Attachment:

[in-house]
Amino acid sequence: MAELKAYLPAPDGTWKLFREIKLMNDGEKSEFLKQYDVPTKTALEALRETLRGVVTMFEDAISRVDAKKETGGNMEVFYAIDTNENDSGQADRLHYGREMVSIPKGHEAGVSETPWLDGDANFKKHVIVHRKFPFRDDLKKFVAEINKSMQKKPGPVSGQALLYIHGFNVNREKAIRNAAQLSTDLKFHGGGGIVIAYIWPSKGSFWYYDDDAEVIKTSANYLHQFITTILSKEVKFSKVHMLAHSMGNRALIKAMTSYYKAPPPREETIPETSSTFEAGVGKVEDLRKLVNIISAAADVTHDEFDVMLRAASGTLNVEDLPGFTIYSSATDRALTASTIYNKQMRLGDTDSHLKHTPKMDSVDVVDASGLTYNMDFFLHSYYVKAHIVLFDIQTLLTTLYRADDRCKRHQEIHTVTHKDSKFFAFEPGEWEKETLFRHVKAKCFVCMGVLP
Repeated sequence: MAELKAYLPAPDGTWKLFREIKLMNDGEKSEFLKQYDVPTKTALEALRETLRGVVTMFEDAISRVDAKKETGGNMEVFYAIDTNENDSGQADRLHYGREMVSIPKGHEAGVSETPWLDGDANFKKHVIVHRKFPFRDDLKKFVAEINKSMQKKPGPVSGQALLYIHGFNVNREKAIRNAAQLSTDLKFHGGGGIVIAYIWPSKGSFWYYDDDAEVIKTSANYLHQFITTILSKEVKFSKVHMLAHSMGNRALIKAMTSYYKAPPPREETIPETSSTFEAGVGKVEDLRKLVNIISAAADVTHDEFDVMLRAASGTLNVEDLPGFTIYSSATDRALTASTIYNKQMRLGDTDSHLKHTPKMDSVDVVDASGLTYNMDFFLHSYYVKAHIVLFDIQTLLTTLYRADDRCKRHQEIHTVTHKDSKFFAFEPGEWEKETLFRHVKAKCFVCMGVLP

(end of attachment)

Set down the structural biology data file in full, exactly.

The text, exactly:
[in-house]
Amino acid sequence: MAELKAYLPAPDGTWKLFREIKLMNDGEKSEFLKQYDVPTKTALEALRETLRGVVTMFEDAISRVDAKKETGGNMEVFYAIDTNENDSGQADRLHYGREMVSIPKGHEAGVSETPWLDGDANFKKHVIVHRKFPFRDDLKKFVAEINKSMQKKPGPVSGQALLYIHGFNVNREKAIRNAAQLSTDLKFHGGGGIVIAYIWPSKGSFWYYDDDAEVIKTSANYLHQFITTILSKEVKFSKVHMLAHSMGNRALIKAMTSYYKAPPPREETIPETSSTFEAGVGKVEDLRKLVNIISAAADVTHDEFDVMLRAASGTLNVEDLPGFTIYSSATDRALTASTIYNKQMRLGDTDSHLKHTPKMDSVDVVDASGLTYNMDFFLHSYYVKAHIVLFDIQTLLTTLYRADDRCKRHQEIHTVTHKDSKFFAFEPGEWEKETLFRHVKAKCFVCMGVLP
Repeated sequence: MAELKAYLPAPDGTWKLFREIKLMNDGEKSEFLKQYDVPTKTALEALRETLRGVVTMFEDAISRVDAKKETGGNMEVFYAIDTNENDSGQADRLHYGREMVSIPKGHEAGVSETPWLDGDANFKKHVIVHRKFPFRDDLKKFVAEINKSMQKKPGPVSGQALLYIHGFNVNREKAIRNAAQLSTDLKFHGGGGIVIAYIWPSKGSFWYYDDDAEVIKTSANYLHQFITTILSKEVKFSKVHMLAHSMGNRALIKAMTSYYKAPPPREETIPETSSTFEAGVGKVEDLRKLVNIISAAADVTHDEFDVMLRAASGTLNVEDLPGFTIYSSATDRALTASTIYNKQMRLGDTDSHLKHTPKMDSVDVVDASGLTYNMDFFLHSYYVKAHIVLFDIQTLLTTLYRADDRCKRHQEIHTVTHKDSKFFAFEPGEWEKETLFRHVKAKCFVCMGVLP